IBET Momentum Fellowship recipients will receive financial support, mentorship, training and networking opportunities to foster a robust professional community for participating PhD candidates.

“It’s clear that U of T Engineering — as well as the engineering profession and academia in general — must accelerate our work to improve representation of Black and Indigenous students, staff and faculty members, at all levels,” says Chris Yip, Dean of the Faculty of Applied Science & Engineering. “Launching the IBET Momentum Fellowships is a start, and we plan to listen and evolve our program as we learn from its first candidates. Today, we are pleased to join our partner universities in launching this important initiative.”

In addition to U of T Engineering, the partnership includes the engineering and math Faculties at the University of Waterloo, and the engineering Faculties at McMaster University, the University of Ottawa, Queen’s University and Western University. The six partner universities share the understanding that greater diversity is needed among academic leaders in engineering and technology to reflect all populations and to ensure a full range of thought and problem-solving approaches.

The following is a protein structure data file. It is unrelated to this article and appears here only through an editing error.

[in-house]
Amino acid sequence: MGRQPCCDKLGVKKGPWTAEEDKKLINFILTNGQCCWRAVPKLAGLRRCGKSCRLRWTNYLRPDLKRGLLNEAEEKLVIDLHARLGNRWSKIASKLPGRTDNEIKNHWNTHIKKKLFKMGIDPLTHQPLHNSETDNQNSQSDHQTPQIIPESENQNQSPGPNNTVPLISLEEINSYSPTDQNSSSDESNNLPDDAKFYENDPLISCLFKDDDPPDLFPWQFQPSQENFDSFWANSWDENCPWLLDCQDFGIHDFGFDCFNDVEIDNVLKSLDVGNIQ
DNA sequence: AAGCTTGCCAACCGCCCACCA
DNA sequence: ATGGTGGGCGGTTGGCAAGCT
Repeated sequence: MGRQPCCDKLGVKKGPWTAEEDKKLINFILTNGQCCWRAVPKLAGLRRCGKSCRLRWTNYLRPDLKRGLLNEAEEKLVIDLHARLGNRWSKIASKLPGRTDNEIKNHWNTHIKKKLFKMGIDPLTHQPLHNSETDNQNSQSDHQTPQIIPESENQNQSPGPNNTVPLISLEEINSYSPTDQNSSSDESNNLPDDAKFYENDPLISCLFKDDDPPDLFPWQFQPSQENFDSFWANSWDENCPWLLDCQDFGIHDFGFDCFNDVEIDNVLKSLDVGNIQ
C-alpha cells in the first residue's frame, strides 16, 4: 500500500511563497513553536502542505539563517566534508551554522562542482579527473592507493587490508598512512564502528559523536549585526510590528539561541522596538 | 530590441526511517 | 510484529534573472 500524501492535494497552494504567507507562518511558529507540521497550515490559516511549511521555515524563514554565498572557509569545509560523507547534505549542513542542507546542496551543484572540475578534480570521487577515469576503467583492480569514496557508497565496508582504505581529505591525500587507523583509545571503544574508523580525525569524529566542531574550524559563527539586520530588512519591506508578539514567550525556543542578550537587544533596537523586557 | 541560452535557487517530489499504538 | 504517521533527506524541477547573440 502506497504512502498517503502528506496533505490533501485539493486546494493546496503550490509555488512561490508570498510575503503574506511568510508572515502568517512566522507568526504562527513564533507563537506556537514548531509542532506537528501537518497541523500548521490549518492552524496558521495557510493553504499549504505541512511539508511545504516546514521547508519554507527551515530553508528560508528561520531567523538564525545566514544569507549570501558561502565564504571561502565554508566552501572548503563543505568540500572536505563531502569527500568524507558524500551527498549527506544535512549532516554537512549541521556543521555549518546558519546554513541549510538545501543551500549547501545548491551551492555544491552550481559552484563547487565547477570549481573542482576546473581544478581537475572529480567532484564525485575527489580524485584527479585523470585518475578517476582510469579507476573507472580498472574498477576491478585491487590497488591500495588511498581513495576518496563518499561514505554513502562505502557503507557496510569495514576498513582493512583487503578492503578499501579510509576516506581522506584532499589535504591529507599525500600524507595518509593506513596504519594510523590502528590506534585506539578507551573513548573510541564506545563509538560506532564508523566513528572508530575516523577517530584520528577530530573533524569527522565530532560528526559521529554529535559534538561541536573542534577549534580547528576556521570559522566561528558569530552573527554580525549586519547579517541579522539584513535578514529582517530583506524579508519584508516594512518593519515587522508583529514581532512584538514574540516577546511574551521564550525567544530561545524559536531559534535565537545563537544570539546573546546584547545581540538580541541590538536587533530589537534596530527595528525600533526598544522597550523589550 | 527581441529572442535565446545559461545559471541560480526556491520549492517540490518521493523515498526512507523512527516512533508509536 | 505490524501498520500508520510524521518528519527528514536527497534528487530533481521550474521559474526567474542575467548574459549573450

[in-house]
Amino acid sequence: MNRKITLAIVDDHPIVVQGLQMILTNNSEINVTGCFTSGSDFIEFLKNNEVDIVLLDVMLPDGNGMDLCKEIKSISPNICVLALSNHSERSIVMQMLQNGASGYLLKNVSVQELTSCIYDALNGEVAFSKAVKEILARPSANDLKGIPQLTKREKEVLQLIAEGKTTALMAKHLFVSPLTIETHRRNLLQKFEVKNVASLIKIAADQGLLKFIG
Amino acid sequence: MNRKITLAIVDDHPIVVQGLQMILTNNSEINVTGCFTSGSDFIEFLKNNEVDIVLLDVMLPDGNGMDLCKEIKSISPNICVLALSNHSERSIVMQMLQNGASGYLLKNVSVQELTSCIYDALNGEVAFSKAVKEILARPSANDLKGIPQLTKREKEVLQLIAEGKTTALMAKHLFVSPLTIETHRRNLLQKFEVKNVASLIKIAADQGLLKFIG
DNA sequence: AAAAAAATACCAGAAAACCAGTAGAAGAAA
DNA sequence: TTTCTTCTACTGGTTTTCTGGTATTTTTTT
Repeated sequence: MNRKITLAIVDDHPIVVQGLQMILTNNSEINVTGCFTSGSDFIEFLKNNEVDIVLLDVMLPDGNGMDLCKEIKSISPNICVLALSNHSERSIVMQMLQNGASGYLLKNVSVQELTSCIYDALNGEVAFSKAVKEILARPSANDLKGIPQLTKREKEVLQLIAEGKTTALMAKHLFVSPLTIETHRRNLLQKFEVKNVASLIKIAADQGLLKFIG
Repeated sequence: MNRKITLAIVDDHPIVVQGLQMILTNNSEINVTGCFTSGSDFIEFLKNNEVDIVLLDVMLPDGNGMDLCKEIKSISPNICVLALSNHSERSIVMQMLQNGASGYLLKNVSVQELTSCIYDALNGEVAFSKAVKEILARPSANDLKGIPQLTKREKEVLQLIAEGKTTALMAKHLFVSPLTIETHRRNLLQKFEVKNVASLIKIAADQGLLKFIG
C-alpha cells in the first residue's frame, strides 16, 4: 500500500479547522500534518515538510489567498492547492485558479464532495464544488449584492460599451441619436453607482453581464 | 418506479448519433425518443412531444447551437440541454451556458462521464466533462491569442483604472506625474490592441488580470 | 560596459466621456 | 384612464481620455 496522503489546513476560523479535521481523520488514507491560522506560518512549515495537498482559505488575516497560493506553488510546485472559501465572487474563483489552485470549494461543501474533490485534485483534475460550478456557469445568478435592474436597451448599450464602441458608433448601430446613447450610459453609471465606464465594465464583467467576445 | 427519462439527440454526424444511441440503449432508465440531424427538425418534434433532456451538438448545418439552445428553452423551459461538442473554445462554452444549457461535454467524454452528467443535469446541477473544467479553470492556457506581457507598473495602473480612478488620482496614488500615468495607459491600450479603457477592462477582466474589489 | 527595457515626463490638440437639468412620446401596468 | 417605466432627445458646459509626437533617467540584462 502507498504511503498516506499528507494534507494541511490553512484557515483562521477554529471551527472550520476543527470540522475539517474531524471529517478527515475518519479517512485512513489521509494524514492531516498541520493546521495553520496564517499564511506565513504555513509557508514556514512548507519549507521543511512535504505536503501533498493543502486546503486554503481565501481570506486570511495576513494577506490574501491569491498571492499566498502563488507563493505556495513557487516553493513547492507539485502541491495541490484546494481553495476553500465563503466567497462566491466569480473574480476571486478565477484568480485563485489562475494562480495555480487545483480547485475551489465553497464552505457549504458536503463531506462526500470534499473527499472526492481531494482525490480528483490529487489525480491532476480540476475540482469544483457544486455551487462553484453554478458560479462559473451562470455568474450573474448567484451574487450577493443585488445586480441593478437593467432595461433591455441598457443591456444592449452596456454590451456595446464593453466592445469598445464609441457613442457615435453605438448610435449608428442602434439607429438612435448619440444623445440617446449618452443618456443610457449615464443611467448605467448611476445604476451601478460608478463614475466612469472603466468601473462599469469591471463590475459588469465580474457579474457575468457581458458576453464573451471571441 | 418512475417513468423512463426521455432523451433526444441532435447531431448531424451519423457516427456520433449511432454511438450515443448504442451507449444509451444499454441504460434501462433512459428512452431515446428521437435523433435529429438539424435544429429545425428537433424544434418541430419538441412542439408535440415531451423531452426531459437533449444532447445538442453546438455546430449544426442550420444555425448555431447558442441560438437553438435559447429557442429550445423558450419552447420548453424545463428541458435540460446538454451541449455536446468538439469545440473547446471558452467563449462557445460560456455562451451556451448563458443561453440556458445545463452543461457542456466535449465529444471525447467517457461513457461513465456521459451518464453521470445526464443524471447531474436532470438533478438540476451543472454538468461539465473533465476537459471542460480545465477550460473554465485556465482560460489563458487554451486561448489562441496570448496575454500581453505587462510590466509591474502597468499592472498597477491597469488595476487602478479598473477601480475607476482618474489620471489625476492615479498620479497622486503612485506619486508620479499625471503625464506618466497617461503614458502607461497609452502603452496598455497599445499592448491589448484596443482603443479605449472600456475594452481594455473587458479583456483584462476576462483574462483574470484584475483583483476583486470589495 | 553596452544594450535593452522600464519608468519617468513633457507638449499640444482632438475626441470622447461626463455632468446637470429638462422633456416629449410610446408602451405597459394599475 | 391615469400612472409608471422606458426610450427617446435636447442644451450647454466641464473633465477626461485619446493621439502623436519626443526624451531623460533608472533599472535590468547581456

The Momentum Fellowships are a central pillar of the new IBET PhD Project, which aims to change the academic landscape within the next five to 10 years by increasing the number of Indigenous and Black engineering professors teaching and researching in universities across Ontario. The project will also bring more diverse perspectives and voices into engineering research and the Canadian technology industries.

Two recipients each year will receive $25,000 annually for four years as they pursue doctorate degrees and specialized engineering research. Interested Canadian students can apply for the IBET Momentum Fellowships following their application to their graduate program.

This story was originally published on Jan. 18, 2021, in the U of T Engineering News.